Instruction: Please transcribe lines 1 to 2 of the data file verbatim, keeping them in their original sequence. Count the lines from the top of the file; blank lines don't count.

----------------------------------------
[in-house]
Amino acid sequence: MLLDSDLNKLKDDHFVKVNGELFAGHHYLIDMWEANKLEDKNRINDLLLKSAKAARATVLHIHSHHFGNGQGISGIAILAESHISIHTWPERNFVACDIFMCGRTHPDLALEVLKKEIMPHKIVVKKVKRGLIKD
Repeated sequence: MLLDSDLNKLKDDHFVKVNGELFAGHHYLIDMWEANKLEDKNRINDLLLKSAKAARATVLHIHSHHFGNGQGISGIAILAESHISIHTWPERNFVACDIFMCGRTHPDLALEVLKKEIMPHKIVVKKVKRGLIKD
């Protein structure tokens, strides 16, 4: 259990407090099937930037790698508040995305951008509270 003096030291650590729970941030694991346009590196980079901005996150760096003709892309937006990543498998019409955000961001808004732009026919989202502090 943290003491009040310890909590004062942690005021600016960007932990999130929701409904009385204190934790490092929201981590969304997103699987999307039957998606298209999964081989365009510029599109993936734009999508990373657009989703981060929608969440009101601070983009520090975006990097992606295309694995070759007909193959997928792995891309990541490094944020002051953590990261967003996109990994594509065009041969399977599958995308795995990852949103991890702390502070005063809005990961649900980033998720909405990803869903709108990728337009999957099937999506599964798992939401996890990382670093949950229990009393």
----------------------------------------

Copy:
[in-house]
Amino acid sequence: MLLDSDLNKLKDDHFVKVNGELFAGHHYLIDMWEANKLEDKNRINDLLLKSAKAARATVLHIHSHHFGNGQGISGIAILAESHISIHTWPERNFVACDIFMCGRTHPDLALEVLKKEIMPHKIVVKKVKRGLIKD